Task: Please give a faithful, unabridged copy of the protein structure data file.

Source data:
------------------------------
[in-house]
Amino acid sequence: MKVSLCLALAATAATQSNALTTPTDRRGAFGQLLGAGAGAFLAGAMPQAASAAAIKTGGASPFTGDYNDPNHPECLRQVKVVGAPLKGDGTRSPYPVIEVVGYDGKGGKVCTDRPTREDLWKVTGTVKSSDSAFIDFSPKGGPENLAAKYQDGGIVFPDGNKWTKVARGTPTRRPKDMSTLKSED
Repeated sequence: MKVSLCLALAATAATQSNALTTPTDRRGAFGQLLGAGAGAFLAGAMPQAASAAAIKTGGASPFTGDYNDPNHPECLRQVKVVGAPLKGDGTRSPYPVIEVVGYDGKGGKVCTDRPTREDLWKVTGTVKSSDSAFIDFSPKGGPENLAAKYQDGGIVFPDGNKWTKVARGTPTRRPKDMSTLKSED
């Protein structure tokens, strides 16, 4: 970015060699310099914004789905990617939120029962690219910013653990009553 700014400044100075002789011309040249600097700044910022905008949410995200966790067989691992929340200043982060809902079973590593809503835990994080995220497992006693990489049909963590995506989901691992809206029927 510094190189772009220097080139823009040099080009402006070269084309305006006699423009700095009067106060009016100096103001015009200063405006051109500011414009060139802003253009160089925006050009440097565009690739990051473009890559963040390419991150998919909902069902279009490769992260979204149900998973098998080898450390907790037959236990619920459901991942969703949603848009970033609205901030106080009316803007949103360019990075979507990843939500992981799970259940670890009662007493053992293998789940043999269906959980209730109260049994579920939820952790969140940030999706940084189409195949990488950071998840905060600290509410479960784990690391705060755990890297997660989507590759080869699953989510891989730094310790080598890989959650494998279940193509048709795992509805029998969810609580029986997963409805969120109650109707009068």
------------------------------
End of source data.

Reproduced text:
[in-house]
Amino acid sequence: MKVSLCLALAATAATQSNALTTPTDRRGAFGQLLGAGAGAFLAGAMPQAASAAAIKTGGASPFTGDYNDPNHPECLRQVKVVGAPLKGDGTRSPYPVIEVVGYDGKGGKVCTDRPTREDLWKVTGTVKSSDSAFIDFSPKGGPENLAAKYQDGGIVFPDGNKWTKVARGTPTRRPKDMSTLKSED
Repeated sequence: MKVSLCLALAATAATQSNALTTPTDRRGAFGQLLGAGAGAFLAGAMPQAASAAAIKTGGASPFTGDYNDPNHPECLRQVKVVGAPLKGDGTRSPYPVIEVVGYDGKGGKVCTDRPTREDLWKVTGTVKSSDSAFIDFSPKGGPENLAAKYQDGGIVFPDGNKWTKVARGTPTRRPKDMSTLKSED
């Protein structure tokens, strides 16, 4: 970015060699310099914004789905990617939120029962690219910013653990009553 700014400044100075002789011309040249600097700044910022905008949410995200966790067989691992929340200043982060809902079973590593809503835990994080995220497992006693990489049909963590995506989901691992809206029927 510094190189772009220097080139823009040099080009402006070269084309305006006699423009700095009067106060009016100096103001015009200063405006051109500011414009060139802003253009160089925006050009440097565009690739990051473009890559963040390419991150998919909902069902279009490769992260979204149900998973098998080898450390907790037959236990619920459901991942969703949603848009970033609205901030106080009316803007949103360019990075979507990843939500992981799970259940670890009662007493053992293998789940043999269906959980209730109260049994579920939820952790969140940030999706940084189409195949990488950071998840905060600290509410479960784990690391705060755990890297997660989507590759080869699953989510891989730094310790080598890989959650494998279940193509048709795992509805029998969810609580029986997963409805969120109650109707009068």